Data viz tools show increasing big bank share over time
October 19, 2010 — Increasing dominance by the biggest banks, and, particularly in the last few years, by federally chartered banks as compared with others, are among the trends vividly revealed in the first Map and Data Tools being published by Remapping Debate. Tools such as these, with user-friendly graphics and visualizations, can be invaluable in illuminating complicated data sets; Remapping Debate will be using these tools (always available in the site’s top navigation menu) particularly in connection with illustrating change over time. This week’s charts are drawn from more than 350,000 data points covering the period from 1992 to 2009, data provided by the Federal Deposit Insurance Corporation.
The charts on in-sector and cross-sector concentration over time are organized by banking sector (federally chartered commercial banks, state chartered savings associations, etc.), and allow a view of either the landscape of total assets or total deposits, both common measures of bank size.
Top 5 banks in-sector and cross-sector concentration
Map & Data Resources
By scrolling through the period using the built-in “year slider,” significant change over time becomes easily visible. The bar chart shows that, in 5 of 6 sectors, the top 5 banks (measured either by assets or deposits) have dramatically increased their in-sector dominance. That is, when the aggregate assets or deposits of the top 5 in a sector are measured as a percentage of the aggregate assets or deposits of the top 20 in that sector, the percentage has risen over time. The same is true when measuring the top 5 as against the top 50 in a sector, or as against all banks in the sector.
The biggest federally chartered commercial banks have especially increased their dominance in their sector: in 1992, the assets or deposits held by the top 5 banks as a percentage of the aggregate holdings of all banks in the sector was less than 23 percent; in 2009, that number had risen to 65 percent.
Looking across sectors, the pie chart demonstrates that total assets of the top 5 federally chartered commercial banks measured as a percentage of the aggregated assets of the top 5 banks in all 6 sectors jumped from 45 percent to 78 percent in the period from 1992 to 2009.
Most of that increased dominance by the top 5 federally chartered commercial banks came at the expense of the top 5 state chartered commercial banks supervised by the Federal Reserve (the only sector that was the exception to the general pattern of top 5 banks increasing in-sector dominance).
Top 5 banks by assets or deposits
Map & Data Resources
The top 5 banks by sector and by assets or deposits charts provide individual bank data. Specifically, amounts of the holdings of each of the top 5 banks in each sector in each year from 1992 to 2009 (in both assets and deposits) are presented. By selecting federally chartered commercial banks, for example, and sliding (or using the arrows) to move through time, one sees that the same five banks (JP Morgan Chase, Bank of America, Citibank, Wells Fargo, and Wachovia) have been the top 5 since 2004. We also see that the top bank in 1992 (Citibank) had $164 billion in assets, while in 2009, the top bank (JP Morgan Chase) had more than $1.6 trillion. Had the growth simply tracked the buying power of 1992 dollars, the raw number in 2009 would have been approximately 50 to 55 percent higher than 1992’s $164 billion, not 1,000 percent higher.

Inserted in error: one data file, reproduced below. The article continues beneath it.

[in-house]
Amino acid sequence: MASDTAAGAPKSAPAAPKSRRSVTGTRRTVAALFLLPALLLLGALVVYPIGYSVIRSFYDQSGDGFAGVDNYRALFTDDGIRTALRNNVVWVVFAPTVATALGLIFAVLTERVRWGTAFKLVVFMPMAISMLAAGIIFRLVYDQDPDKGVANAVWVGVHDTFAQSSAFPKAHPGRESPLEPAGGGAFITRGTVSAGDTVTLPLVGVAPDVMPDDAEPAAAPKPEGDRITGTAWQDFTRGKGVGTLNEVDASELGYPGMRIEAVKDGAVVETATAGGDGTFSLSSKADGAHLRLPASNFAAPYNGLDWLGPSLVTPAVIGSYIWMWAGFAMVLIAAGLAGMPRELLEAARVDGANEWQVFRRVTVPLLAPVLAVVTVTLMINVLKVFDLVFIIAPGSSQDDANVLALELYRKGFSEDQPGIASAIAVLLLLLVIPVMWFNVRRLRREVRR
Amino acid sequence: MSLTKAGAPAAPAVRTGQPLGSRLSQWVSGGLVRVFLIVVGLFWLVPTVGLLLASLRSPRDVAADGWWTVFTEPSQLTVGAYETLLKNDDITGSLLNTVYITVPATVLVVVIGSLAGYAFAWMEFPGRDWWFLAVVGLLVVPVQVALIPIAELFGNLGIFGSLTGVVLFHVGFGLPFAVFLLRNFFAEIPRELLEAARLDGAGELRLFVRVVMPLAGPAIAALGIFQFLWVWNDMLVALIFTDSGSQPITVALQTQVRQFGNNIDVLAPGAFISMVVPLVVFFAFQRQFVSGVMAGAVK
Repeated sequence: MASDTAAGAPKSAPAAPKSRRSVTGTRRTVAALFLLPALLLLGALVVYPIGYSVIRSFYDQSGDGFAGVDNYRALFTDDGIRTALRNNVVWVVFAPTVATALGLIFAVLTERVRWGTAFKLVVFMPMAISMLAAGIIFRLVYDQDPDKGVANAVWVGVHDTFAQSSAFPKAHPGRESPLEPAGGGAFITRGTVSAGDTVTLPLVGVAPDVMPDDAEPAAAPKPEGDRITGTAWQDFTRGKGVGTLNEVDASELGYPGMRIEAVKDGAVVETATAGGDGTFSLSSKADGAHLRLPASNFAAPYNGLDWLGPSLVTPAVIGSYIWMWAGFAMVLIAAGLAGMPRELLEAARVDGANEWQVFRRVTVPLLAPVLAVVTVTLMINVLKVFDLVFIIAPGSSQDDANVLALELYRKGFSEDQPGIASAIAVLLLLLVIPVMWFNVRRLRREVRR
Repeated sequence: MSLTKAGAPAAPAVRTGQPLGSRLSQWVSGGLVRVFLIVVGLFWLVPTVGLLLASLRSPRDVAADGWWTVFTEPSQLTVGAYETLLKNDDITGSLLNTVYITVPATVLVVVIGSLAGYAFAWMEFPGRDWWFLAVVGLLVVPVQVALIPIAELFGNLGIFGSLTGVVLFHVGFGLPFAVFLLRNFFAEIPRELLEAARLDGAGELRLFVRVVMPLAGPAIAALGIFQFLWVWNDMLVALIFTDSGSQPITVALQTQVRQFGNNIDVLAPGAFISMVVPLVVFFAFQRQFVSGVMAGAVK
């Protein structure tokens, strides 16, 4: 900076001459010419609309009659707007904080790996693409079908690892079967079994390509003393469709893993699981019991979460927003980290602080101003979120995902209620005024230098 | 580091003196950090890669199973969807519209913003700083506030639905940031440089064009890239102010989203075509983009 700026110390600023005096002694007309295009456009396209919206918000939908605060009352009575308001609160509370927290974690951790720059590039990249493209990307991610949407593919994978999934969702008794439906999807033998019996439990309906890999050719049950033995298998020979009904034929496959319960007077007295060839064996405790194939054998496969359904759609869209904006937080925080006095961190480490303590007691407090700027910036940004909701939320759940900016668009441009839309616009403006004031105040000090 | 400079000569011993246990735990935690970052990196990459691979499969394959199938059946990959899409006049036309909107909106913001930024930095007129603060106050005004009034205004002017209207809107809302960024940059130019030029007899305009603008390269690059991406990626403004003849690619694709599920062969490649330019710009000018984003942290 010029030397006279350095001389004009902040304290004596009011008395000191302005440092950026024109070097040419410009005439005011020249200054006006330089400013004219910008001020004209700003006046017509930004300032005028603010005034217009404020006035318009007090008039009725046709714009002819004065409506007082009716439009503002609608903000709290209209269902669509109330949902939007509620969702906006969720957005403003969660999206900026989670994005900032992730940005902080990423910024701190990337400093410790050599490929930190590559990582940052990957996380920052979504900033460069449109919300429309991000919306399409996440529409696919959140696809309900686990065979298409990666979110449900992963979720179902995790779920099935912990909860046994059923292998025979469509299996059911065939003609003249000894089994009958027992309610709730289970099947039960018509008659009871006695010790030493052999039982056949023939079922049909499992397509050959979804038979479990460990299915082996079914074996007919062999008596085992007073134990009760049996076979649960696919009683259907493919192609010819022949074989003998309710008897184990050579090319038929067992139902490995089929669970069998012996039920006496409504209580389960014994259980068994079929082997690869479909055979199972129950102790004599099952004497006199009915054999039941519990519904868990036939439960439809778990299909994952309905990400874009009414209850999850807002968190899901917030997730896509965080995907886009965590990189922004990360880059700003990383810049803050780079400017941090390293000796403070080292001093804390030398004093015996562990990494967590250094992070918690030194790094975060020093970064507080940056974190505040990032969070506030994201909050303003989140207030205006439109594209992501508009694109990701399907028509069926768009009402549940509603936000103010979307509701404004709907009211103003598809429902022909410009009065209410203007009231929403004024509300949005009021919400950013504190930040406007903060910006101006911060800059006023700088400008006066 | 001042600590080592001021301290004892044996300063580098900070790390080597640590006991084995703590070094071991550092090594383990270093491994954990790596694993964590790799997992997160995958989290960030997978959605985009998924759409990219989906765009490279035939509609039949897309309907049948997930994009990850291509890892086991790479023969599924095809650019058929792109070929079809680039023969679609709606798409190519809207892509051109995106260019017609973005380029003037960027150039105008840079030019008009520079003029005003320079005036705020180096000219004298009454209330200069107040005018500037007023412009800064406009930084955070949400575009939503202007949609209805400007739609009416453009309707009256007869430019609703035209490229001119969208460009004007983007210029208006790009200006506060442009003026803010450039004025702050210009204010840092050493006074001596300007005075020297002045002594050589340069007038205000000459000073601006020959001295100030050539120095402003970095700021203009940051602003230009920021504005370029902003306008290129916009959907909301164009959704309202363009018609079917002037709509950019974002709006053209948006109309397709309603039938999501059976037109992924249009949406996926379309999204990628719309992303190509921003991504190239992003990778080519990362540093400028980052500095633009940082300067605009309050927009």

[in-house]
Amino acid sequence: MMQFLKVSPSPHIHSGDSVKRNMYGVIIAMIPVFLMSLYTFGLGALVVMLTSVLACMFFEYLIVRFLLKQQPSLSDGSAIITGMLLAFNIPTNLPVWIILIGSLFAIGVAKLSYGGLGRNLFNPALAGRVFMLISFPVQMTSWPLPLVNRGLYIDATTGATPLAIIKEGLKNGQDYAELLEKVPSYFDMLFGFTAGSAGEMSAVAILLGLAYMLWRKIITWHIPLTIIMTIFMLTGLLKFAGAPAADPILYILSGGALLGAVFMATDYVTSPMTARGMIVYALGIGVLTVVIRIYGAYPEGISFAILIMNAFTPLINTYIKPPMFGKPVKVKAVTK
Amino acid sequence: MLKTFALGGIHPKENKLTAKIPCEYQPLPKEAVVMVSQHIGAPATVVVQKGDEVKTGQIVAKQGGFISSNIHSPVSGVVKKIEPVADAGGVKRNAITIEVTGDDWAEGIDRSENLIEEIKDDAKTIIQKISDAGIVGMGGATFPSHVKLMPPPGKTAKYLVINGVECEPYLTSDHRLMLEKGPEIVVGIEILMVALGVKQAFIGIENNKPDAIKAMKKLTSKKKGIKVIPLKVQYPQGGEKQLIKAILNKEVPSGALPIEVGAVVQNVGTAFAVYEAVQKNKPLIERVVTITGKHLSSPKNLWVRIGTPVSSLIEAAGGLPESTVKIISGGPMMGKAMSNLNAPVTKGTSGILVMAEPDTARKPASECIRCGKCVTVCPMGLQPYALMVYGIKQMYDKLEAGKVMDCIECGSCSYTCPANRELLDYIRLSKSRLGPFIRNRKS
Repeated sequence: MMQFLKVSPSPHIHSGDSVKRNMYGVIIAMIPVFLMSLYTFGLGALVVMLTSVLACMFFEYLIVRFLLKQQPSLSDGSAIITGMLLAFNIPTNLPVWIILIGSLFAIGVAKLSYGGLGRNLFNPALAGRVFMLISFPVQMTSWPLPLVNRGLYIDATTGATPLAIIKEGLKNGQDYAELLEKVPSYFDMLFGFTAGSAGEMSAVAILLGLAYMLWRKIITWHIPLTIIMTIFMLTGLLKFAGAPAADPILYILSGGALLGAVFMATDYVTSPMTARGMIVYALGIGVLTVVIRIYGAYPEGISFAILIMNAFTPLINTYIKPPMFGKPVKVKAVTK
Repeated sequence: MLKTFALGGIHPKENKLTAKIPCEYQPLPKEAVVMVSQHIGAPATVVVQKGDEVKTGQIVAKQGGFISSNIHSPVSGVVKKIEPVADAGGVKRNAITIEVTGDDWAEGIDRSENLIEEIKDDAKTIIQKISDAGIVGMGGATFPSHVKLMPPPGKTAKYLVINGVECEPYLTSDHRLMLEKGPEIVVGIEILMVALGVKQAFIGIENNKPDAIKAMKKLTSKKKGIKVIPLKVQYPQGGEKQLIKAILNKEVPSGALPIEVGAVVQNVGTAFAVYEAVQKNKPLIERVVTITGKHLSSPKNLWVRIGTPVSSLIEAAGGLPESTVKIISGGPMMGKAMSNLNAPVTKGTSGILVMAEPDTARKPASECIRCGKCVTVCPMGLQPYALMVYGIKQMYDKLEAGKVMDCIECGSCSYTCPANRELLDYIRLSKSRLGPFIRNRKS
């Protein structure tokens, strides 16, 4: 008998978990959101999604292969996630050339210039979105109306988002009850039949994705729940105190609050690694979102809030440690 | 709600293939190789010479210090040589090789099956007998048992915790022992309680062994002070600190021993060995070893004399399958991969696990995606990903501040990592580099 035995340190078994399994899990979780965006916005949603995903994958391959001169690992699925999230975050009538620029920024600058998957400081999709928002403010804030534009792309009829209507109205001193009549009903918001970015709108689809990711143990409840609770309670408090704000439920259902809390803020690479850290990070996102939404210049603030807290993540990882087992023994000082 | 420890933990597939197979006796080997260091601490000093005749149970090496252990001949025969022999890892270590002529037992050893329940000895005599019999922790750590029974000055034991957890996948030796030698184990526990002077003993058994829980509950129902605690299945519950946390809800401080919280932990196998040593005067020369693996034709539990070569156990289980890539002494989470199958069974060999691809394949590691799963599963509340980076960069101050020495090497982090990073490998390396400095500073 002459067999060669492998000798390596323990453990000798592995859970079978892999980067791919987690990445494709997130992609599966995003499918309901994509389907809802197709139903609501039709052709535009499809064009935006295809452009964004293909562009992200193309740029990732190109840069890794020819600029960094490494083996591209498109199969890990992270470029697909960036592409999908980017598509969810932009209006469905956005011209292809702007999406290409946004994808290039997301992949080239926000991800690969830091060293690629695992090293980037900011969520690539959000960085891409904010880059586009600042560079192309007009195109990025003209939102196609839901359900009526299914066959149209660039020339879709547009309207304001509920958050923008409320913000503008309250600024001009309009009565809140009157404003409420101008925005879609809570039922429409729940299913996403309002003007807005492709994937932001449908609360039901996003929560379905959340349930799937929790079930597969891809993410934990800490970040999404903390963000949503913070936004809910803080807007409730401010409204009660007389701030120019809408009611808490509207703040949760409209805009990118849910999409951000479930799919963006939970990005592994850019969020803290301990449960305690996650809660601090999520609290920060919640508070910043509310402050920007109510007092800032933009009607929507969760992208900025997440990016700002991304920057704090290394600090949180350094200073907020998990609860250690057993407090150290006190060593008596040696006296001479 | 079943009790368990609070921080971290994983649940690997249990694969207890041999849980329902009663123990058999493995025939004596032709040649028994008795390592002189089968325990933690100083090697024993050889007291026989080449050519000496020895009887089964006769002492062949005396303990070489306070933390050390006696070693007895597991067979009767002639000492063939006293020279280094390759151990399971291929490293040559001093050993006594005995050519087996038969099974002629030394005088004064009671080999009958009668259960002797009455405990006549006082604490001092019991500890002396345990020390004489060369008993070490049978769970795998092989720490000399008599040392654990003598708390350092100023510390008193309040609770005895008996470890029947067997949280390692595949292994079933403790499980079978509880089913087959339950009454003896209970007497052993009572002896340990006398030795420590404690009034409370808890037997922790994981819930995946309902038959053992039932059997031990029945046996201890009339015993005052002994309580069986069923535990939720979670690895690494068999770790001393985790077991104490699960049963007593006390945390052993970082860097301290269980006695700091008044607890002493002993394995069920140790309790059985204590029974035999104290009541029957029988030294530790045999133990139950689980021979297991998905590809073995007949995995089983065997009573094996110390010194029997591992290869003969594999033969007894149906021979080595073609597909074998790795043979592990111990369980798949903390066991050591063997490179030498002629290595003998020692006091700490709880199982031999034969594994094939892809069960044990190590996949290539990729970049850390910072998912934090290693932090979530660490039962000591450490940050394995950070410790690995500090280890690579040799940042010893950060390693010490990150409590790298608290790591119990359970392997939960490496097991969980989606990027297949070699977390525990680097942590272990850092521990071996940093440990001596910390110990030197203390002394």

Editor’s note: Remapping Debate welcomes suggestions both on how to improve our map and data visualizations and on policy debates that would benefit from increased access to easily-visualized data.
There are a host of patterns and trends that can be ascertained from the data tools; among these are changes that correspond to large-scale mergers or bank failures. For example:
- in top 5 banks by sector and by assets or deposits, one observes that, from 1992 to 1995, Chemical Bank was the leading state chartered commercial bank supervised by the Federal Reserve. After Chemical’s merger with Chase Manhattan in 1995, Chase Manhattan took Chemical’s place at the top of the list. Chase remained there until 2001, when it merged with JP Morgan. The resulting company — JP Morgan Chase Bank — led the sector by a wide margin until 2004. At that time, JP Morgan Chase bought Bank One, a federally chartered commercial bank. The merged entity (“JPMorgan Chase”) thereafter operated as a federally chartered commercial bank and became the top bank in that sector.
- the pie chart reflects the change in JP Morgan Chase’s sector. From 2003 to 2004, the aggregate assets of the top 5 state chartered commercial banks supervised by the Federal Reserve fell from more than 26 percent to less than 10 percent of the aggregate assets of the top 5 banks across all sectors; the corresponding percentage for the top 5 federally chartered commercial banks grew from 53 percent to 70 percent.
Washington Mutual’s demise is represented in both its presence and absence from the charts.
- The top 5 banks by sector and by assets or deposits charts allow for a view of savings associations supervised by the Office of Thrift Supervision. Washington Mutual led the pack by a wide margin from 1997 to 2007. Then it disappears from the chart, the biggest bank failure in history at that time.
- The in-sector and cross-sector concentration over time charts show that, from 2007 to 2008, the assets held by the top 5 savings associations supervised by the Office of Thrift Supervision fell from 9% to 5%.